clock menu more-arrow no yes mobile

Filed under:

Are Jim Harbaugh and Condoleezza Rice paving the way for college athletes to receive compensation?

Will college athletes receive compensation before the decade is over?

If you buy something from an SB Nation link, Vox Media may earn a commission. See our ethics statement.

Michigan v Ohio State Photo by Gregory Shamus/Getty Images

Paying student athletes has been a major topic in recent years and months.

While finding a solution to the problem is the hard part, it’s equally hard to swallow the fact the NCAA makes an insane amount of money each year off the hard work of student athletes.

How much is an insane amount you ask? Well, in 2017 the NCAA had a reported revenue of $1.1 billion dollars. With that amount of change in the pot, it would be reasonable for coaches and administrators to at least be open minded in regards to paying student athletes.

This week, Jim Harbaugh and Condoleeza Rice both made comments in favor of paying student athletes in some form.

On Thursday, Harbaugh weighed in on the topic, while prefacing his comments stating that the most important part of the athletes experience is the education (as most don’t become professional athletes).

With the Michigan team participating in the Amazon documentary ‘All or Nothing’, Harbaugh has thought about athletes receiving deferred compensation. “Maybe there’s a way to do some kind of deferred compensation. “I think that (could be) a possibility and we’re exploring that right now,” Harbaugh said.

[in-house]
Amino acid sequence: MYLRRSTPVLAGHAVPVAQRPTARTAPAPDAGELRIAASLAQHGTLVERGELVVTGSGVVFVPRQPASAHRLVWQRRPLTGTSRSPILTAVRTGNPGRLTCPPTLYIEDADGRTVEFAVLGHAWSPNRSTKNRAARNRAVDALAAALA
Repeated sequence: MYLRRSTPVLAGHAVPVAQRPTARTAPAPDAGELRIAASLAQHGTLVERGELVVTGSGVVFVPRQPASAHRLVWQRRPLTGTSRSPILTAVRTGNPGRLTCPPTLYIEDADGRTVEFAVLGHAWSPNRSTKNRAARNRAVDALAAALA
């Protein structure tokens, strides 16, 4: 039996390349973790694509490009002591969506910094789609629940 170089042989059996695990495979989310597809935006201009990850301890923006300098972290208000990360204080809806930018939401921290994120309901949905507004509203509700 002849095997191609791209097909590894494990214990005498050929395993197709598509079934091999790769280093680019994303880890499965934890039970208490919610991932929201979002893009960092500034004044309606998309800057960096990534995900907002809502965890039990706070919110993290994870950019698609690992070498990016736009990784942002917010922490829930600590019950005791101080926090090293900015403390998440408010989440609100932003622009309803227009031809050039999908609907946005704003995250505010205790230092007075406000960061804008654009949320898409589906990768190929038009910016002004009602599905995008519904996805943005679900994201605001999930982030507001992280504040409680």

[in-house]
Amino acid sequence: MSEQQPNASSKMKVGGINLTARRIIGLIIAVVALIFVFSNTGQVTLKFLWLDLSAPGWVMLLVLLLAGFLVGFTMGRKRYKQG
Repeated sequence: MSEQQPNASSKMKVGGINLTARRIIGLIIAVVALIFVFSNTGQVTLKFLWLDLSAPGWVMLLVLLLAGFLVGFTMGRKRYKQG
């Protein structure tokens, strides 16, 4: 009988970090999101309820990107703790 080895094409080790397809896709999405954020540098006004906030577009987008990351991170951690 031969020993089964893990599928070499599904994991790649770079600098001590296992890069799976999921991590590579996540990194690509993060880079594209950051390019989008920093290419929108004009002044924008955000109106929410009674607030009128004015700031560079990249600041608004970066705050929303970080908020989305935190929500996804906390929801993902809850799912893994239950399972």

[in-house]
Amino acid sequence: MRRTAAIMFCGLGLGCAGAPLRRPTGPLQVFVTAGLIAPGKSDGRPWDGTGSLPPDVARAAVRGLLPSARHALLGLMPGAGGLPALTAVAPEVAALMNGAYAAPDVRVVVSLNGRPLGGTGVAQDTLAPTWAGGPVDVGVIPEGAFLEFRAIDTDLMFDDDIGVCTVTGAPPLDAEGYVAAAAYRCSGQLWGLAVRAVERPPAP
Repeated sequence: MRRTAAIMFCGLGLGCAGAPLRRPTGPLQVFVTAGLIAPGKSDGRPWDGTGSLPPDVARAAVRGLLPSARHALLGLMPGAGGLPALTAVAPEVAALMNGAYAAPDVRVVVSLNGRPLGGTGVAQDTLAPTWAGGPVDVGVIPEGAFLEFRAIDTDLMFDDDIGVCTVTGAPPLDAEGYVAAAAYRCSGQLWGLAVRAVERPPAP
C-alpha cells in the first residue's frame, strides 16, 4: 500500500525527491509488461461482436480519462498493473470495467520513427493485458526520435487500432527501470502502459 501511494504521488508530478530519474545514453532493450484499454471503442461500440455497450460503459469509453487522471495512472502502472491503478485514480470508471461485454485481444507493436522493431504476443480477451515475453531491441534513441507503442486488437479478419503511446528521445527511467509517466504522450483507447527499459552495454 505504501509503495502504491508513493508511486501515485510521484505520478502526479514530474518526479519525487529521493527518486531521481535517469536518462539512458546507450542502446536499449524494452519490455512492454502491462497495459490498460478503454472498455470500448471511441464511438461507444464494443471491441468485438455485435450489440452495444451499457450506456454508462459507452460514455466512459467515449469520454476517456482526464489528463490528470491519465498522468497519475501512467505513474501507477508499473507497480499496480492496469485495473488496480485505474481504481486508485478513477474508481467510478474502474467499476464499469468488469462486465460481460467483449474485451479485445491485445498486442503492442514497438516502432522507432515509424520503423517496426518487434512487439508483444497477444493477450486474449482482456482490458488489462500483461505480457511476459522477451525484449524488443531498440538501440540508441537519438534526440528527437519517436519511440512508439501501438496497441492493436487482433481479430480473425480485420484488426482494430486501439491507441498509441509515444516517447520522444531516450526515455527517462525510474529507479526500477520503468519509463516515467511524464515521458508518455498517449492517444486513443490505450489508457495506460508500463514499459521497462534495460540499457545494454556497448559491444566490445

Harbaugh thought about various options for deferred compensation, including team members to receive some Amazon stock. “We don’t know if it would work, but we want to find out and there’s only one way to find out and that’s to ask. Will it work or not? We don’t know,” he said.

While deferred compensation wouldn’t help student athletes immediately, it would certainly be better than receiving no compensation at all.

Harbaugh did express concern for paying athletes while they are still in school, if they were to be paid he wondered if they’d be considered employees, and if the government would then tax their scholarship and other benefits they receive from attending their respective institution.

Harbaugh’s comments are cautious in nature, because this is a complex issue that hasn’t garnished any concrete solutions to date, but a high profile coach such as he being open to some type of compensation for student athletes is a big deal now and for the future conversations on the topic.

Former Secretary of State and current Commission chair of the Commission on College Basketball, Condoleezza Rice, took things much further this week, calling the NCAA rules “incomprehensible” and went on to say “We believe that students ought to be able to benefit from name, image and likeness but you can’t decide a program until you know the legal parameters.”

Rice has noted that there is no legal framework as of yet to implement guidelines that would pave the way to paying student athletes, so the days of college athletes being paid are still a ways off. Nothing will be changing for the 2018-19 season for college basketball or football (and all other sports), but she’s hopeful that by the time 2019-2020 rolls around change is instituted and athletes will receive some type of compensation.


Should college athletes receive compensation?

This poll is closed

  • 23%
    Yes, immediately
    (49 votes)
  • 50%
    Yes, but deferred compensation is the better route
    (104 votes)
  • 26%
    No, receiving a scholarship is good enough
    (55 votes)
208 votes total Vote Now